quite probably also acted as schoolmaster until his marriage in 1624 – by
1625 we know a George Whaledale was schoolmaster.
Richard Mather had Congregationalist ideas (i.e. saw the church as a body of
covenanting believers rather than the expression of state religion in a
locality). He was, however, ordained into the Anglican Church, probably in
1619. At this time (as mentioned above) the “Puritans” hoped that the state
church itself would go in their direction. Mather, however, practised
extempore prayer and steadfastly refused to wear a surplice, so was
eventually suspended in 1633 for not keeping to the proper ceremonies. He
left for America in 1635 to join other “Pilgrim Fathers” (who had sailed in
1620). The Chapel itself was never officially “consecrated” (although at one
time it was recommended to be), and Congregationalists and Presbyterians
continued to share it, comparatively unmolested, under a sympathetic refusal
to suppress them by the Earl of Derby. The Ancient Chapel today has a brass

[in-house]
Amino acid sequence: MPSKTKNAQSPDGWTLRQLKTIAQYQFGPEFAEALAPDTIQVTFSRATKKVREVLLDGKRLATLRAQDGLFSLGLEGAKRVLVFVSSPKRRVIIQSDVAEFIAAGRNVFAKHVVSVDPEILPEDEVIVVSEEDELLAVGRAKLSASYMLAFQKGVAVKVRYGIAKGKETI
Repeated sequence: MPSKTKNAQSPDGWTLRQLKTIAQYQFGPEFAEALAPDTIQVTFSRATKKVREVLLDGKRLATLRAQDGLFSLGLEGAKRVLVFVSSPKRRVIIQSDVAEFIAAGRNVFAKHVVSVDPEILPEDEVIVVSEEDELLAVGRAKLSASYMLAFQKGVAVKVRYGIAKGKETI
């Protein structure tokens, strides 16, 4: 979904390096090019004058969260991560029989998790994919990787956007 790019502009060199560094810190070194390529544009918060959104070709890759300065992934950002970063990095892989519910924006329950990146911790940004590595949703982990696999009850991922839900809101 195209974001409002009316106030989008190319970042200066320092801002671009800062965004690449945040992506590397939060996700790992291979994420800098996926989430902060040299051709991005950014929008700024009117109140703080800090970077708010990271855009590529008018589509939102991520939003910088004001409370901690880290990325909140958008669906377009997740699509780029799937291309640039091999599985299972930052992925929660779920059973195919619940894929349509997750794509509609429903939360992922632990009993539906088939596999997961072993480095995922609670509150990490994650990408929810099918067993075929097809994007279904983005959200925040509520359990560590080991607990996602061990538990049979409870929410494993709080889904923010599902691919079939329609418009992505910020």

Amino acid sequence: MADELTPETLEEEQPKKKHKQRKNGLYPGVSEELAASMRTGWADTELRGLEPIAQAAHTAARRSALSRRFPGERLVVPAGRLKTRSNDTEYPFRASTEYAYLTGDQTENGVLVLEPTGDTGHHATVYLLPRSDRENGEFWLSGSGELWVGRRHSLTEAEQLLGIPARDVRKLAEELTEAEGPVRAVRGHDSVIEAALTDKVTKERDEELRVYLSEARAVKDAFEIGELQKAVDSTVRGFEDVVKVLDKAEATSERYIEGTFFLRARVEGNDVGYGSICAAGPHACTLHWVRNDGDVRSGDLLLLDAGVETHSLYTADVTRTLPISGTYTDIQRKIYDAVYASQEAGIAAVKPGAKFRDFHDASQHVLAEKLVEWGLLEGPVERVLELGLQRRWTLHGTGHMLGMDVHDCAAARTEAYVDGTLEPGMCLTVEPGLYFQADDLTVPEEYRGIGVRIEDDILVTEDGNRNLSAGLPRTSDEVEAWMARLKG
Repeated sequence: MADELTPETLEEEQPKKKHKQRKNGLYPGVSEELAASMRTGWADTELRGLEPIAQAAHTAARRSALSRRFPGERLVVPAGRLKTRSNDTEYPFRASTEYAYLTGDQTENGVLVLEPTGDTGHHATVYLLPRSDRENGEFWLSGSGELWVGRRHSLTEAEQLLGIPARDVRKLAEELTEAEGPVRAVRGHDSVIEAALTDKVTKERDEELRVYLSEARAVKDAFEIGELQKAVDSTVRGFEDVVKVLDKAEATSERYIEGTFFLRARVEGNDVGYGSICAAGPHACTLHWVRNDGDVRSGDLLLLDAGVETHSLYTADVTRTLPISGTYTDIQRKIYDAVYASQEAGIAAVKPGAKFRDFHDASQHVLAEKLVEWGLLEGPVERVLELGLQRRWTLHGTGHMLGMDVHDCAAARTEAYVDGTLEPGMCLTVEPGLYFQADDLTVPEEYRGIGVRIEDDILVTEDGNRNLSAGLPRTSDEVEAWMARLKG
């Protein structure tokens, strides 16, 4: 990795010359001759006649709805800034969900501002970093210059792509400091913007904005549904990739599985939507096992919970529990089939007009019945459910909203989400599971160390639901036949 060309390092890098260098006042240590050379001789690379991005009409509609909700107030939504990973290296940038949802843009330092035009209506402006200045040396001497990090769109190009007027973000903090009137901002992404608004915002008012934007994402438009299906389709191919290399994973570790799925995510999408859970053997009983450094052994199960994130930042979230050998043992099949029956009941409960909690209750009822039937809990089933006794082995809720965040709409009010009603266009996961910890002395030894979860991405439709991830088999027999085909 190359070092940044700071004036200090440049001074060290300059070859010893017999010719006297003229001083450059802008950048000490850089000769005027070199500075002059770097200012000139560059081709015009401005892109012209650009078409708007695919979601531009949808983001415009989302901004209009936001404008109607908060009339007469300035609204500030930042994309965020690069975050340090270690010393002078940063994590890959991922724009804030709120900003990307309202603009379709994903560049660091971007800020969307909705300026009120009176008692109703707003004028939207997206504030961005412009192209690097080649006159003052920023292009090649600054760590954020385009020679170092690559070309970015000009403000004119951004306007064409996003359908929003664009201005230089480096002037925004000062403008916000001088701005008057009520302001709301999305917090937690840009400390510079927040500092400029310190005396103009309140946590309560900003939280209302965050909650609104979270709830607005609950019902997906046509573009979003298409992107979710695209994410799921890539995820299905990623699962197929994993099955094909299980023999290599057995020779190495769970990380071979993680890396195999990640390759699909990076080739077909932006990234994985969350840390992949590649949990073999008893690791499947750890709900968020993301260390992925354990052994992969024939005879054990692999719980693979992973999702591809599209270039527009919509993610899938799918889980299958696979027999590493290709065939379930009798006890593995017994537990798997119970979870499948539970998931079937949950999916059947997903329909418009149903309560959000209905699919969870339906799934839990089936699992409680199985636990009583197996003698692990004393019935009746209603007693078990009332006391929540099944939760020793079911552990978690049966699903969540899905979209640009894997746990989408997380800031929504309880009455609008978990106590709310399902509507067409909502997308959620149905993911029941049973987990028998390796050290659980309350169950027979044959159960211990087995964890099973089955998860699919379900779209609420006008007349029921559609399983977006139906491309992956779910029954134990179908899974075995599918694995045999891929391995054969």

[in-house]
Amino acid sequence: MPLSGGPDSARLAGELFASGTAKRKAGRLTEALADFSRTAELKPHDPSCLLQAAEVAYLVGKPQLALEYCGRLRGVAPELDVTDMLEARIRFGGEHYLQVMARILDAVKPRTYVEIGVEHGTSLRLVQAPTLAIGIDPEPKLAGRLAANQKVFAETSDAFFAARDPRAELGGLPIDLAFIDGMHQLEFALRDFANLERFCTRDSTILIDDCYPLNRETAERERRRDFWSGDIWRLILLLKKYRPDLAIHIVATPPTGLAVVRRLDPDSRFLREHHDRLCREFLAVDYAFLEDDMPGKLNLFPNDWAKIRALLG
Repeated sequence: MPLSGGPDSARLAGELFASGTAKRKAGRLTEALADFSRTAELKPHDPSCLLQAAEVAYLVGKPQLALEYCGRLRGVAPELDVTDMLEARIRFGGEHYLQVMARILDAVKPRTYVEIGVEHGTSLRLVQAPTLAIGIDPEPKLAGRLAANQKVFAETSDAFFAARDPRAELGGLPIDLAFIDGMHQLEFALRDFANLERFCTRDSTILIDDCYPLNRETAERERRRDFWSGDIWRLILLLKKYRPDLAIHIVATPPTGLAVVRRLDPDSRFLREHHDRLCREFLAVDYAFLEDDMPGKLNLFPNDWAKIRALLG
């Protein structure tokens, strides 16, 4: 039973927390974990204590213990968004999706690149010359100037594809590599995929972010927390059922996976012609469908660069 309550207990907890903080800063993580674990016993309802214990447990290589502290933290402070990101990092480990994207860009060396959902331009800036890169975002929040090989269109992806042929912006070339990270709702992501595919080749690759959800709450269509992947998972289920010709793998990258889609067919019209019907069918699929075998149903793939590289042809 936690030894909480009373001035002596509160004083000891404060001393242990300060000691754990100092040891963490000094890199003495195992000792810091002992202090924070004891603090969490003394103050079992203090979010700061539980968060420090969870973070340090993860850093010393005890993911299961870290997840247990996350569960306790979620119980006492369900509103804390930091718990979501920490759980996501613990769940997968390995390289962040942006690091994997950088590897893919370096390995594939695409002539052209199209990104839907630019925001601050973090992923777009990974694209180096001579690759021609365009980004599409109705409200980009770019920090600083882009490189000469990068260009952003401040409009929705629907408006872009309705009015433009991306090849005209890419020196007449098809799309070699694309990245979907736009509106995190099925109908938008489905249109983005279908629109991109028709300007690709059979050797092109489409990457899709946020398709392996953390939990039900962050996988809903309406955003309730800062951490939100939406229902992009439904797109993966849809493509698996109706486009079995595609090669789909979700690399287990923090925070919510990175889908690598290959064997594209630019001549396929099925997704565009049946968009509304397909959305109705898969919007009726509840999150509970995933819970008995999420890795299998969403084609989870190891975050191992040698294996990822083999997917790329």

plaque from 1856 transferred from a floor tomb to the wall, commemorating
“Edward Aspinwall” – though this is a different man of this name and
Jeremiah’s uncle clearly seems to have died in October 1632.
Jeremiah, then, was born into an artisan family of
some standing, probably comfortably if not well off. The picture of him
struggling with poverty is implausible. Instrument making was in the young
lad’s family, and dexterity in making and dealing with instruments a feature
of his upbringing. Tradition has it that his uncle Ted first interested the
young Jerry in astronomy. He may have studied at Mather’s school up to the
age of 7 years, and his family and friends’ connections were all Puritan in
sympathy. An early reference to his uncle Edward Aspinwall speaks of “a
learned and religious gentleman.”
The title “gentleman” may have been honorific – he was probably technically
Brought up in a hamlet with perhaps few children, and
serious minded and studious relatives and schoolmasters, we may wonder less
at the serious-mindedness of the young Jeremiah as he set out, aged only 14,
for Cambridge university.
Horrocks (registered Horrox) entered Emmanuel College, Cambridge, as a Sizar